Smoke Signals: It’s Time To Quit

Dealing with a mental health condition can be stressful. Challenges can include multiple diagnoses, drug trials, long days at the doctor’s office, or shortage of psychiatric beds for a needed inpatient stay. Sometimes these strains can lead to smoking. In fact, the rate of tobacco use among young people with a substance use disorder or mental health condition is 94% higher than among adults without these health issues (1). While the U.S. rates of smoking have gone down (15% since 2015 according to government statistics), those living with a mental illness or substance use disorder tend to smoke over a third of all cigarettes in the U.S. (2)

Why is this happening?
Nathaniel P. Morris, a psychiatric resident physician at Stanford University School of Medicine, says, “I have met plenty of patients who tell me that tobacco helps distract them from depression, paranoia, auditory hallucinations or other psychiatric symptoms” (2). Unfortunately, big tobacco companies know this information and will target those with mental health conditions. According to researchers at the University of California, San Francisco, documents obtained by litigation against tobacco companies reveal that the industry sponsored a great deal of research behind the so-called “self-medication hypothesis” (2).

Even with the negative forces at work, a 2011 survey of over 500 current smokers with bipolar disorder found 74% reported a desire to quit (2). There is motivation to get better; sometimes we just need a nudge in the right direction and support from those who care.

Why am I talking about this?
Starting January 1, the Nebraska Tobacco Quitline is providing free nicotine replacement therapy (NRT) for those who want to make a clean break from smoking this year. The Quitline, at 1-800-QUIT-NOW (1-800-784-8669), also offers free access to counseling and support services 24/7 to help in your smoke-free journey. If you are living in Nebraska, over the age of 18, and ready to quit tobacco, you could be eligible for free over-the-counter NRT. Make sure you call as soon as you can to receive this free offer while supplies last. For more information, visit http://dhhs.ne.gov/Publichealth/pages/tfn_ces.aspx.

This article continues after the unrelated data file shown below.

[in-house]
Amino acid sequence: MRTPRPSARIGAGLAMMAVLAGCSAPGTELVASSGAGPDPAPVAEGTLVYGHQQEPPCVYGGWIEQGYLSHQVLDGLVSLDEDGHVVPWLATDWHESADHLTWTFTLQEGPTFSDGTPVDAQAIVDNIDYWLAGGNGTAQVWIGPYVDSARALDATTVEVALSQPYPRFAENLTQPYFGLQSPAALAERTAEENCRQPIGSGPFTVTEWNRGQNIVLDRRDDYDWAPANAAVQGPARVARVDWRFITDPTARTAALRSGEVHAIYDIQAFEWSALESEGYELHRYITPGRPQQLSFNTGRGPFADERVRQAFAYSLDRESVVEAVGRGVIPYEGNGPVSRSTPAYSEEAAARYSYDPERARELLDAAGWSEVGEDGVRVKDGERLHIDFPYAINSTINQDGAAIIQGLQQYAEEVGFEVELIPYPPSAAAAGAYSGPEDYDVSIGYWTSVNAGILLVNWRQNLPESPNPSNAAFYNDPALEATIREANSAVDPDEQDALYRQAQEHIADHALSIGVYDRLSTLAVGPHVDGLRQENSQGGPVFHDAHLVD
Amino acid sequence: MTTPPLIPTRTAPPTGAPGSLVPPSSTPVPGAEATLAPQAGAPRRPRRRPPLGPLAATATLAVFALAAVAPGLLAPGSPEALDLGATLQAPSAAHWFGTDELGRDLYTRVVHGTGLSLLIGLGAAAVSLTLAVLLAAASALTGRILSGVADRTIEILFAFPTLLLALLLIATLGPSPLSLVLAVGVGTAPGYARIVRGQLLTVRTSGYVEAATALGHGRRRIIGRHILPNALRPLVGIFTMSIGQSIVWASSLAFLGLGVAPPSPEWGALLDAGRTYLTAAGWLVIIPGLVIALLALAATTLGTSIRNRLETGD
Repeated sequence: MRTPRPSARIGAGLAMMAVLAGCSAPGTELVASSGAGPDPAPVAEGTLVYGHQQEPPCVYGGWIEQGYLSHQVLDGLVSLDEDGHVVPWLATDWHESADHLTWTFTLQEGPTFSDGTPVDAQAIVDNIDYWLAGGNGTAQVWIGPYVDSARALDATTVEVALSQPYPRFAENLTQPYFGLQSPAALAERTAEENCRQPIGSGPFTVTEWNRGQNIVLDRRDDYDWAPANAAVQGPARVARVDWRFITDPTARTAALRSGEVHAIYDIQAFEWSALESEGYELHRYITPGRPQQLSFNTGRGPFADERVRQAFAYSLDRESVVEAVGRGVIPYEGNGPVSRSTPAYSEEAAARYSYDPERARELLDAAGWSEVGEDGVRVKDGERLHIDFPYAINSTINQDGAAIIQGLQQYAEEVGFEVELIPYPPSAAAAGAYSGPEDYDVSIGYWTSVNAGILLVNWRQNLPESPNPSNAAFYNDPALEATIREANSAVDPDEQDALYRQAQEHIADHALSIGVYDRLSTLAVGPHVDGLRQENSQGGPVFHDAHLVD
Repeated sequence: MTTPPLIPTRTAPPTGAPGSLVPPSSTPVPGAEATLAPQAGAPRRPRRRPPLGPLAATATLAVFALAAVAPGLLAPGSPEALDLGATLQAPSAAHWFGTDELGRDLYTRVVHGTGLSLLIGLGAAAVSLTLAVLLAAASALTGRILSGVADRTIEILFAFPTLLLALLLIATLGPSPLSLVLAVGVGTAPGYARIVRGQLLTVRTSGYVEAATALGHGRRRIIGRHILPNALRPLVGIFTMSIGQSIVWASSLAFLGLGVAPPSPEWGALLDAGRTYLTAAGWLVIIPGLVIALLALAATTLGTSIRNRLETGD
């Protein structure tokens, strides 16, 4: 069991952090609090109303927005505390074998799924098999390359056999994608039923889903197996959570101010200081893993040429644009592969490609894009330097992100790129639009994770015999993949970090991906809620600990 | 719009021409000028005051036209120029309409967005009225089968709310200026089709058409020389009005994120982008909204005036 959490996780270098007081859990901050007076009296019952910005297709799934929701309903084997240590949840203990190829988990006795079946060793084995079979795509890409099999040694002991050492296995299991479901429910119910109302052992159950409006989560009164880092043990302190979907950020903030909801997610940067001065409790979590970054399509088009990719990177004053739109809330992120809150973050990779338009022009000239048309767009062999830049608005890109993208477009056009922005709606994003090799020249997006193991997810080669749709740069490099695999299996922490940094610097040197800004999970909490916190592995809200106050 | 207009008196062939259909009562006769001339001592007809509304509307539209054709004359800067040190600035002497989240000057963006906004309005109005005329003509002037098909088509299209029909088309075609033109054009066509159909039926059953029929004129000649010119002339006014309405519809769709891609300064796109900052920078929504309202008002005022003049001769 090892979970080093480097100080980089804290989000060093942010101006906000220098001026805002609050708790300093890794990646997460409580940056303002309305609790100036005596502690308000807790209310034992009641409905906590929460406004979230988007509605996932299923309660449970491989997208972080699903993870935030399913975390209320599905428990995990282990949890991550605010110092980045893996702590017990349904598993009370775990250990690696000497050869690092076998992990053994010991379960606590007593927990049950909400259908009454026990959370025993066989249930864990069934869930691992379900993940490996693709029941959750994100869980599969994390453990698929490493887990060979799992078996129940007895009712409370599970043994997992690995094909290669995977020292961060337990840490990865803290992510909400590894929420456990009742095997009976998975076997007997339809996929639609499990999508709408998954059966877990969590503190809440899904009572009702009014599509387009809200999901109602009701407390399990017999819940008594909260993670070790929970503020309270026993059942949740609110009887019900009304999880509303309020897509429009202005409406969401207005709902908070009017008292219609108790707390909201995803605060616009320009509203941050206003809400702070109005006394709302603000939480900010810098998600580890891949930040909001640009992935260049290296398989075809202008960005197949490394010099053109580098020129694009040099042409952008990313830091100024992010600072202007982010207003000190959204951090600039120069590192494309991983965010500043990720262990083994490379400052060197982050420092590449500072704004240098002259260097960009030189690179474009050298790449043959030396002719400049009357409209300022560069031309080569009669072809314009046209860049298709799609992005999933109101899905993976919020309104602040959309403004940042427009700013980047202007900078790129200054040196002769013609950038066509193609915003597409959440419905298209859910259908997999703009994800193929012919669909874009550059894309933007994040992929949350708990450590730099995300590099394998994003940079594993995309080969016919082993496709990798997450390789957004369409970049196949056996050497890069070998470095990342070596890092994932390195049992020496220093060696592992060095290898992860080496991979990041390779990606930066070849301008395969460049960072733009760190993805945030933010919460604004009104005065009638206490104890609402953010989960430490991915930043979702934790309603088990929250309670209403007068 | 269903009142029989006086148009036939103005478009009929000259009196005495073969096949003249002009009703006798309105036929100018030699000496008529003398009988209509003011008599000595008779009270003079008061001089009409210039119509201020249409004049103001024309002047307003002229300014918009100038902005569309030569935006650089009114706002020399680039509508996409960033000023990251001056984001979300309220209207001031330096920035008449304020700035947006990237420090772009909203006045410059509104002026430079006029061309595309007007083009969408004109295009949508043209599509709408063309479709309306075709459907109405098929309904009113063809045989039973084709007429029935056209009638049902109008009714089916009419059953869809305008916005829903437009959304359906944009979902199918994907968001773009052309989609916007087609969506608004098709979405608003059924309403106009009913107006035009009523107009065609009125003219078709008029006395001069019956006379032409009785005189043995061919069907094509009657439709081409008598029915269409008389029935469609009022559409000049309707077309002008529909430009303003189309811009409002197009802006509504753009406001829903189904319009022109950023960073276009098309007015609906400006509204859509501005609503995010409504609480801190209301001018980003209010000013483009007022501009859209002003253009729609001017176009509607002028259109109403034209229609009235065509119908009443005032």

Resources:
1. https://www.thenationalcouncil.org/consulting-best-practices/national-behavioral-health-network-tobacco-cancer-control/

2. https://blogs.scientificamerican.com/observations/smoking-is-way-down-in-the-u-s-but-not-for-people-with-mental-illness/

3. http://dhhs.ne.gov/Publichealth/pages/tfn_ces.aspx

Janae Shillito, Project Coordinator, The Kim Foundation
Janae Shillito is the newest edition to The Kim Foundation and serves as Project Coordinator. She holds two science degrees with her alma maters including the University of Nebraska at Omaha and the University of Nebraska Medical Center. Janae’s love of volunteering and helping those without a voice created a strong desire to become a part of the non-profit world. She enjoys instructing kickboxing classes, reading a good book, and being outside with her husband, Cory, and Rottweiler, Hank.

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